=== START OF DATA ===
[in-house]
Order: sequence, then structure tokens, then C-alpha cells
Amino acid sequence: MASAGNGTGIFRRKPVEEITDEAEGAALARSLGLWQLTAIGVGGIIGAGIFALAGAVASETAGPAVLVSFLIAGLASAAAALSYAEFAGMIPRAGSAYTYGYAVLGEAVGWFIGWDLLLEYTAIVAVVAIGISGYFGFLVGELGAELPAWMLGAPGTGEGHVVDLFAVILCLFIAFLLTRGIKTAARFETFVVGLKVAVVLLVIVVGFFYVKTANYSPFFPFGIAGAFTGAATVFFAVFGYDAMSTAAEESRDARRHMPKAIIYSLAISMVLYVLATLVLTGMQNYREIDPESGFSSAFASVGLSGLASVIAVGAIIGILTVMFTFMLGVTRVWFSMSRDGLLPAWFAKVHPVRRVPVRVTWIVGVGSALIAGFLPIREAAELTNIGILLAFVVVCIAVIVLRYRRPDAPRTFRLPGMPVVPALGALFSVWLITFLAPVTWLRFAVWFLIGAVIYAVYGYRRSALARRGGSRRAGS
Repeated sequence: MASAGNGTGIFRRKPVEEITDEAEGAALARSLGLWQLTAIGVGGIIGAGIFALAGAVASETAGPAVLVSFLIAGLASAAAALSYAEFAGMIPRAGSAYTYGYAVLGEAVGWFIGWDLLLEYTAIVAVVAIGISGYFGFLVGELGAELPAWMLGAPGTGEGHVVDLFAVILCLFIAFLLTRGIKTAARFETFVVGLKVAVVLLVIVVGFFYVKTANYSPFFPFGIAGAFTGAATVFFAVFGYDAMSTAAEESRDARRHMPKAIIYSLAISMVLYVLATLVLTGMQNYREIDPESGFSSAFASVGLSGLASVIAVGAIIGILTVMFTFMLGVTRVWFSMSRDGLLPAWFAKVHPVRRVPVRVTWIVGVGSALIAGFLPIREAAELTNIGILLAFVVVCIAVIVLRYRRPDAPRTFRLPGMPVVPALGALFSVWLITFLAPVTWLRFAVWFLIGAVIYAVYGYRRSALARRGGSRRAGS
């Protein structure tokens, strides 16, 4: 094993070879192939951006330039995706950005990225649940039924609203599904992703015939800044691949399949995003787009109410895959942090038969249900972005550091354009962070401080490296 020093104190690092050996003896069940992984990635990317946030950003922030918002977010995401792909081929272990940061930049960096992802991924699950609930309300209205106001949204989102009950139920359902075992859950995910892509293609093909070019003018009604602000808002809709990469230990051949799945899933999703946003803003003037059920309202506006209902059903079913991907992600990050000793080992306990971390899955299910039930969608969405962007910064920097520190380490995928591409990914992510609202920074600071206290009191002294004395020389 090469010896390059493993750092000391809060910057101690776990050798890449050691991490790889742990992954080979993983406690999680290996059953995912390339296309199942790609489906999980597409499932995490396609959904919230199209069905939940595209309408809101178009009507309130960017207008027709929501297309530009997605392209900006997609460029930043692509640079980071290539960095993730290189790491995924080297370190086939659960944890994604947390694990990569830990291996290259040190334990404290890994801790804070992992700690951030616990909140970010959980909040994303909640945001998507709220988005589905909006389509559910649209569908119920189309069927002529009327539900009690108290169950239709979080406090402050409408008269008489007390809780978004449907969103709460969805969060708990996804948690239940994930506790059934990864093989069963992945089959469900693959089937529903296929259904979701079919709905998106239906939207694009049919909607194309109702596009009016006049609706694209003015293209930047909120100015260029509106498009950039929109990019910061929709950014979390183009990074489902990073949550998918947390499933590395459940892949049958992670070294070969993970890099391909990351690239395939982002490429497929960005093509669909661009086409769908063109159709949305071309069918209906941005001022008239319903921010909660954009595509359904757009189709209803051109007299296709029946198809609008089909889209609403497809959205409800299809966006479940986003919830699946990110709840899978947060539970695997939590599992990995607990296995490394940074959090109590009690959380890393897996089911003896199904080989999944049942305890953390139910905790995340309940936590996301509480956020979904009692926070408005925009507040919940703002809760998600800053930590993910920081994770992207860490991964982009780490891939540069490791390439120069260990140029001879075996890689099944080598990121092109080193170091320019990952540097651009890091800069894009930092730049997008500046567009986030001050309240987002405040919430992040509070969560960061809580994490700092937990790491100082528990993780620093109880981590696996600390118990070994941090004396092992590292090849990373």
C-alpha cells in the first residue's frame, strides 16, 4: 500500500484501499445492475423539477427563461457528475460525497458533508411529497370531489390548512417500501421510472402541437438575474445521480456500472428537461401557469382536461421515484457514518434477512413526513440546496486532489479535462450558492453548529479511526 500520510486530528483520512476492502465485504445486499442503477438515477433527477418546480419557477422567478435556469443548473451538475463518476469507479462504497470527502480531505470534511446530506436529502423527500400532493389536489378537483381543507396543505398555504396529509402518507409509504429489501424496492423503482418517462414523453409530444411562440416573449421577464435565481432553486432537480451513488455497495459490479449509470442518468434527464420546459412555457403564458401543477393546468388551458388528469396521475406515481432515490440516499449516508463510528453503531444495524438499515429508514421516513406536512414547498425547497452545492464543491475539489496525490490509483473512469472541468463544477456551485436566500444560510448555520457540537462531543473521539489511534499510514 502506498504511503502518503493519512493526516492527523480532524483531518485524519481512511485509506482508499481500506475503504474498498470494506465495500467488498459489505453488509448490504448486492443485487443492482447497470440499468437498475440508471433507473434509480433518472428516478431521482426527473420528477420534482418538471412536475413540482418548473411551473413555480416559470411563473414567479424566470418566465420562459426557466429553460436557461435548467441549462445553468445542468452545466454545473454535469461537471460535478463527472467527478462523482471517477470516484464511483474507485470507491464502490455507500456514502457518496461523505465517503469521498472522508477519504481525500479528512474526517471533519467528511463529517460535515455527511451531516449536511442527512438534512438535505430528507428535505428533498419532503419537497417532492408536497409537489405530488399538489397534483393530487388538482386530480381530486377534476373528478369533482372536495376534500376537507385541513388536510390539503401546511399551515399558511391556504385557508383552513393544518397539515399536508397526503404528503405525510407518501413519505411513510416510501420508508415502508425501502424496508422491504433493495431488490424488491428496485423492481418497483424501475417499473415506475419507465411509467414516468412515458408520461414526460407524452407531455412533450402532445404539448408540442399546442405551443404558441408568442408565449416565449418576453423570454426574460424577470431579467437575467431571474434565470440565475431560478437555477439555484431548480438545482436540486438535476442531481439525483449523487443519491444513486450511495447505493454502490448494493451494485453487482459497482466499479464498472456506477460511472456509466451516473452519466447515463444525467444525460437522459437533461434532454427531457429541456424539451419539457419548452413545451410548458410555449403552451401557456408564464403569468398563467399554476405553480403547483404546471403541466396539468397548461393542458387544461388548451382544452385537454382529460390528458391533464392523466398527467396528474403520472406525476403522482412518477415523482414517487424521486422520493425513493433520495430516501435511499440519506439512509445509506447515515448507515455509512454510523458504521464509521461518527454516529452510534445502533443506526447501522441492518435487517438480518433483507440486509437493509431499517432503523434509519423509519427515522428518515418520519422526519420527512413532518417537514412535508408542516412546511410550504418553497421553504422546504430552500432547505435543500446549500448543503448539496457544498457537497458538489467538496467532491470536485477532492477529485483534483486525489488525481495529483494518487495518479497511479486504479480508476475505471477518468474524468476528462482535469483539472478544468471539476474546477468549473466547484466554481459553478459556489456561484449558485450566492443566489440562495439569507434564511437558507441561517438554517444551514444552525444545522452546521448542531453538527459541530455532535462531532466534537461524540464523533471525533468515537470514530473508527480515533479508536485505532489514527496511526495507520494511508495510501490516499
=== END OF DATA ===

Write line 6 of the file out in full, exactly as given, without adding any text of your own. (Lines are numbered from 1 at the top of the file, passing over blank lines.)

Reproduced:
C-alpha cells in the first residue's frame, strides 16, 4: 500500500484501499445492475423539477427563461457528475460525497458533508411529497370531489390548512417500501421510472402541437438575474445521480456500472428537461401557469382536461421515484457514518434477512413526513440546496486532489479535462450558492453548529479511526 500520510486530528483520512476492502465485504445486499442503477438515477433527477418546480419557477422567478435556469443548473451538475463518476469507479462504497470527502480531505470534511446530506436529502423527500400532493389536489378537483381543507396543505398555504396529509402518507409509504429489501424496492423503482418517462414523453409530444411562440416573449421577464435565481432553486432537480451513488455497495459490479449509470442518468434527464420546459412555457403564458401543477393546468388551458388528469396521475406515481432515490440516499449516508463510528453503531444495524438499515429508514421516513406536512414547498425547497452545492464543491475539489496525490490509483473512469472541468463544477456551485436566500444560510448555520457540537462531543473521539489511534499510514 502506498504511503502518503493519512493526516492527523480532524483531518485524519481512511485509506482508499481500506475503504474498498470494506465495500467488498459489505453488509448490504448486492443485487443492482447497470440499468437498475440508471433507473434509480433518472428516478431521482426527473420528477420534482418538471412536475413540482418548473411551473413555480416559470411563473414567479424566470418566465420562459426557466429553460436557461435548467441549462445553468445542468452545466454545473454535469461537471460535478463527472467527478462523482471517477470516484464511483474507485470507491464502490455507500456514502457518496461523505465517503469521498472522508477519504481525500479528512474526517471533519467528511463529517460535515455527511451531516449536511442527512438534512438535505430528507428535505428533498419532503419537497417532492408536497409537489405530488399538489397534483393530487388538482386530480381530486377534476373528478369533482372536495376534500376537507385541513388536510390539503401546511399551515399558511391556504385557508383552513393544518397539515399536508397526503404528503405525510407518501413519505411513510416510501420508508415502508425501502424496508422491504433493495431488490424488491428496485423492481418497483424501475417499473415506475419507465411509467414516468412515458408520461414526460407524452407531455412533450402532445404539448408540442399546442405551443404558441408568442408565449416565449418576453423570454426574460424577470431579467437575467431571474434565470440565475431560478437555477439555484431548480438545482436540486438535476442531481439525483449523487443519491444513486450511495447505493454502490448494493451494485453487482459497482466499479464498472456506477460511472456509466451516473452519466447515463444525467444525460437522459437533461434532454427531457429541456424539451419539457419548452413545451410548458410555449403552451401557456408564464403569468398563467399554476405553480403547483404546471403541466396539468397548461393542458387544461388548451382544452385537454382529460390528458391533464392523466398527467396528474403520472406525476403522482412518477415523482414517487424521486422520493425513493433520495430516501435511499440519506439512509445509506447515515448507515455509512454510523458504521464509521461518527454516529452510534445502533443506526447501522441492518435487517438480518433483507440486509437493509431499517432503523434509519423509519427515522428518515418520519422526519420527512413532518417537514412535508408542516412546511410550504418553497421553504422546504430552500432547505435543500446549500448543503448539496457544498457537497458538489467538496467532491470536485477532492477529485483534483486525489488525481495529483494518487495518479497511479486504479480508476475505471477518468474524468476528462482535469483539472478544468471539476474546477468549473466547484466554481459553478459556489456561484449558485450566492443566489440562495439569507434564511437558507441561517438554517444551514444552525444545522452546521448542531453538527459541530455532535462531532466534537461524540464523533471525533468515537470514530473508527480515533479508536485505532489514527496511526495507520494511508495510501490516499